Margin Trading

What is Margin Trading

Margin trading is a practice in which a financial advisor recommends an investor purchase stocks by borrowing money from a broker-dealer using securities that are already owned as collateral. Brokers sometimes recommend margin accounts as a way to generate commissions without an additional up-front investment from their customers, despite the fact that margin trading is a high-risk strategy that is not in the best interests of many investors.

Financial advisors and brokers have an obligation to make investment recommendations that are consistent with an investor’s financial objectives, risk tolerance, income level and other factors.When recommending margin accounts, financial advisors must make investors aware of the associated risks and receive written client consent prior to establishing margin accounts and engaging in margin trading. Investors should receive a margin disclosure statement that defines the terms of the margin account, including the interest charges linked to borrowing money for the margin account.

If your financial advisor or broker recommended a margin account that was inappropriate for your established circumstances and investment goals, or improperly used the margin account as a line of credit or to purchase unstable securities, he or she may have committed a breach of fiduciary duty and you may be able to pursue losses incurred as a result.

Margin Trading Risks

Margin accounts may be sold to investors as a means of increasing their buying power to own more stock without full, immediate payment. Margin accounts are especially high risk for average investors seeking to build portfolios for retirement. Investors may suffer significant losses even in legitimate, consensual margin trading, although customers who agree to margin accounts are often not made fully aware of the risks. If the equity level of a margin account falls below the investment firm’s maintenance margin requirements (the amount an investor’s account must maintain after margin trades) the broker can sell securities without contacting or obtaining permission from the investor to cover the difference. Brokers may also charge commissions on the sale of these securities to compensate for the deficit, further depleting investors’ resources.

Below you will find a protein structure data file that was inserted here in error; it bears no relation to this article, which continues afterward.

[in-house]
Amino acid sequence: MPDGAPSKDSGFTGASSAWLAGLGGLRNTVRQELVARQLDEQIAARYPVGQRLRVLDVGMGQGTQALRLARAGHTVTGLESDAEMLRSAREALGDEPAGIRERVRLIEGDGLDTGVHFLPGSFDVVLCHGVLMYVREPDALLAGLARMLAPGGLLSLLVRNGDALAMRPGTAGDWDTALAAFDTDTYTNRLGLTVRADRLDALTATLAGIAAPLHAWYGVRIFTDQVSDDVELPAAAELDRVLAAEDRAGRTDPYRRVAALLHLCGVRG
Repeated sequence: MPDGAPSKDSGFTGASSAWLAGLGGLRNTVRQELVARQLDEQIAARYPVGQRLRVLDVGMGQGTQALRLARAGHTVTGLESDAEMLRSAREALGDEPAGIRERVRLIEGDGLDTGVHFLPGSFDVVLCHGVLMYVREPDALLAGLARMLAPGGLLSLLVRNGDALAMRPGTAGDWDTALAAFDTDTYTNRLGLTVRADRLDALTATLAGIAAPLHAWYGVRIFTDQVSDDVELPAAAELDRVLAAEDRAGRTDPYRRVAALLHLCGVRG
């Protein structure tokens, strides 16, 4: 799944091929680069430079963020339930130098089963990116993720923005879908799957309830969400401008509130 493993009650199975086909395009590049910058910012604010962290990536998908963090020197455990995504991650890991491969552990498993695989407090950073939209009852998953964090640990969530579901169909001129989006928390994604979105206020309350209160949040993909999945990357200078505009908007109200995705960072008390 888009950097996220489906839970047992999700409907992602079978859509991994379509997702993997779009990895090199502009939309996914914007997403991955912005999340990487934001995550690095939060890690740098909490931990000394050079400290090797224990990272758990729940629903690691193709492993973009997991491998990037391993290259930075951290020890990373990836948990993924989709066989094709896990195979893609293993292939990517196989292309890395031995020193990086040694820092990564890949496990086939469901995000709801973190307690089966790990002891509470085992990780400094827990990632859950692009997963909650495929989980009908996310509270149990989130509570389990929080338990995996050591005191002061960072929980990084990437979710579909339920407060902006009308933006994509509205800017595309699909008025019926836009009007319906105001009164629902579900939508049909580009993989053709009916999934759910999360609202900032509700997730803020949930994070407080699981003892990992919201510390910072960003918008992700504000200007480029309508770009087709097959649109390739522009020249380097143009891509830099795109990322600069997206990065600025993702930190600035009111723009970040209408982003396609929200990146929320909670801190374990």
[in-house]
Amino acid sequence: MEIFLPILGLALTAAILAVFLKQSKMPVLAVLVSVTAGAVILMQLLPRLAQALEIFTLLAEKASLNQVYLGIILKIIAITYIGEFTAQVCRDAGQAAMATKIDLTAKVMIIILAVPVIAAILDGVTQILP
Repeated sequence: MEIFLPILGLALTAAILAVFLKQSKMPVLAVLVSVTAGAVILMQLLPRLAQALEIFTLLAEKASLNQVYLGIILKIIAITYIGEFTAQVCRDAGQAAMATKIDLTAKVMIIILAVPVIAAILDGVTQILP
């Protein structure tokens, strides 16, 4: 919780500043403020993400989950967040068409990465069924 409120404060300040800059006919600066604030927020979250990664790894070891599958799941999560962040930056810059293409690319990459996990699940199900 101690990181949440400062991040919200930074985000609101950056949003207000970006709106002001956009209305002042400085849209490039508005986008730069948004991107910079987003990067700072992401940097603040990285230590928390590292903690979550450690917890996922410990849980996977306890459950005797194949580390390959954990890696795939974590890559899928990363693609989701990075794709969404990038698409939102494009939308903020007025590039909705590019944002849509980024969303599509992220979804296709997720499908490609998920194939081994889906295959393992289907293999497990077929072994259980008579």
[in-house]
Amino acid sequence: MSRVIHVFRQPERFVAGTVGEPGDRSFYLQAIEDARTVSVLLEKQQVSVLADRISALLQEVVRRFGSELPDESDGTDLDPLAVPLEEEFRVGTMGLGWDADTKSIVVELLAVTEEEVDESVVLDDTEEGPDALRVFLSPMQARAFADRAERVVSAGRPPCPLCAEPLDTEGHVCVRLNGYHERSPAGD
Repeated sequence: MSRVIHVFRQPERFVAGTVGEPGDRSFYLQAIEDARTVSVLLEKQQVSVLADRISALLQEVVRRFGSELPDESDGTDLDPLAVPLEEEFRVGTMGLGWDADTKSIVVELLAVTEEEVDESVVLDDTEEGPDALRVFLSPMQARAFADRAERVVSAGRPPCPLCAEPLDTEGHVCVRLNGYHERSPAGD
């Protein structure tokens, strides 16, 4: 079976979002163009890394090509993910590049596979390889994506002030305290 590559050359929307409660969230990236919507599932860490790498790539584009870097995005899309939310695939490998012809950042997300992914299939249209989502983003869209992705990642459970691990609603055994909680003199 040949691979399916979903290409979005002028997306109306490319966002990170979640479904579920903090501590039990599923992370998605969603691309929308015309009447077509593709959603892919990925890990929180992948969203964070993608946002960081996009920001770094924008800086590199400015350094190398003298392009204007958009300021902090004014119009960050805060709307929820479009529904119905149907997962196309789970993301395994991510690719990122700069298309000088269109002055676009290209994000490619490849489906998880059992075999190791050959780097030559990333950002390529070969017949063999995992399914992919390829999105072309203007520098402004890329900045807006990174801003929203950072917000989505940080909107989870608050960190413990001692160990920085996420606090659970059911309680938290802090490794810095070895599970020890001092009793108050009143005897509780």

Some financial advisors and brokers also make improper use of margin accounts to purchase speculative or volatile stocks, or tread margin accounts as lines of credit. Because of the complexities of margin accounts and the regulations that bind them, securities arbitration claims related to margin trading can be challenging for investors without the help of an attorney with extensive experience in cases related to investment malpractice.

Contact Information

To contact us for a free confidential consult, you can call us at (850) 435-7000 (Pensacola) or (800) 277-1193 (toll free). You also can request a free private and confidential evaluation by clicking Securities Misconduct & Fraud Evaluation Form, and your inquiry will be immediately reviewed by one of our attorneys who handles your specific type case.

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